It’s not often men’s clothing makes it onto this shopping page. No offense fellas, there are just so many new women’s clothing stores opening that they get all the attention.
But a new custom suit store in north Fresno has so much fashion and flair going on – along with a fun back story involving Fresno politicians – that it deserves some time in the spotlight.
R. Douglas Custom Clothier opened a few months back in Park Place, the same shopping center as Eureka! restaurant (look for the blue mannequins in the front window wearing suits, of course). It’s a second location for the business that got its start in Sacramento designing custom suits.
You can’t try on a suit and take it home here. Instead, the process is similar to ordering a wedding dress where a customer gets measured and picks out details. Four to six weeks later, a suit made for the customer is ready to go.
R. Douglas owner and designer Ryan D. Hammonds started the company after he couldn’t find a suit to fit his thin build (Douglas is Hammonds’ middle name). He started designing suits for friends as a hobby while working as a computer tech and in the insurance industry.
Eventually it became a mobile business, a full-time job and then a showroom a block away from the state Capitol.
Many R. Douglas customers are politicians, including some with Fresno connections like Assemblyman Joaquin Arambula and his predecessor Henry T. Perea. (But it’s not all politicians. There are lawyers, CEOs and the occasional UFC fighter buying a form-fitting suit from the company.)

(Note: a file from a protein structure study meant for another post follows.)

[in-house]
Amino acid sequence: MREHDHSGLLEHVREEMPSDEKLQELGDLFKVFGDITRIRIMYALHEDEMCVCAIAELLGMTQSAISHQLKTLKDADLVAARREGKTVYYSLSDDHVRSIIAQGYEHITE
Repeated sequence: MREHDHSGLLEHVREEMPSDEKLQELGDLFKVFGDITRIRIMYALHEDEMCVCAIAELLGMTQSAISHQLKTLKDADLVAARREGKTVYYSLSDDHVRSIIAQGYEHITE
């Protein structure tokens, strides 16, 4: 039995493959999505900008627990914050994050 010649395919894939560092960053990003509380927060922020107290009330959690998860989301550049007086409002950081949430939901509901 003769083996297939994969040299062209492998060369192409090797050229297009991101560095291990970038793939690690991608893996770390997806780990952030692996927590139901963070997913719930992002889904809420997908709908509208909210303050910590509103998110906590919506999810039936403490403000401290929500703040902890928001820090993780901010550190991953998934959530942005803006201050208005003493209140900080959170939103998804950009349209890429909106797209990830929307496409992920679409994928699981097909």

With customers already in Fresno and his wife’s family here, the city was a natural second location before launching long-range plans to expand to Los Angeles and San Diego.
It doesn’t require a six-figure income. We’re not that exclusive.
Ryan D. Hammonds
The average cost at R. Douglas is about $1,200, with suits starting at $899. In the custom suit world, these prices are considered “attainable,” says Hammonds.
What do you get for that price? Custom everything. Customers choose the fabric and style of suit, along with the shape of the cuff, how many buttons and the color thread on the buttonhole.
More than 40 measurements are taken, from the traditional inseam to the bicep and wrist. A tool that looks like a curved level is placed on the shoulder to determine the angle of its slope.
The exciting part, says Hammonds, is on the inside of the suit. He flips open his jacket to reveal a bold, colorful design on the lining.
“Business on the outside, party on the inside,” he likes to say.
All kinds of linings are available, including some wild ones. There are linings featuring images of golf, the scales of justice, news clippings, even skulls.
Customers often choose linings that relate to their occupation, he says. R. Douglas has sold suits with linings that hide democratic donkeys and republican elephants in red, white and blue. Politicians wear them, pulling the suit open to show off party loyalty.
Lobbyists could get a jacket with a different party symbol on each side, showing off one side to whomever they’re trying to convince, he notes.
There are other hidden details in these suits. A saying, kids’ names or a wedding date can be stitched under the coat collar. Showroom manager Michael Leon has his last name stitched on his shirt cuff, for example.
The fabric for the suits comes from fabric mills around the world and the suits themselves are stitched together in China.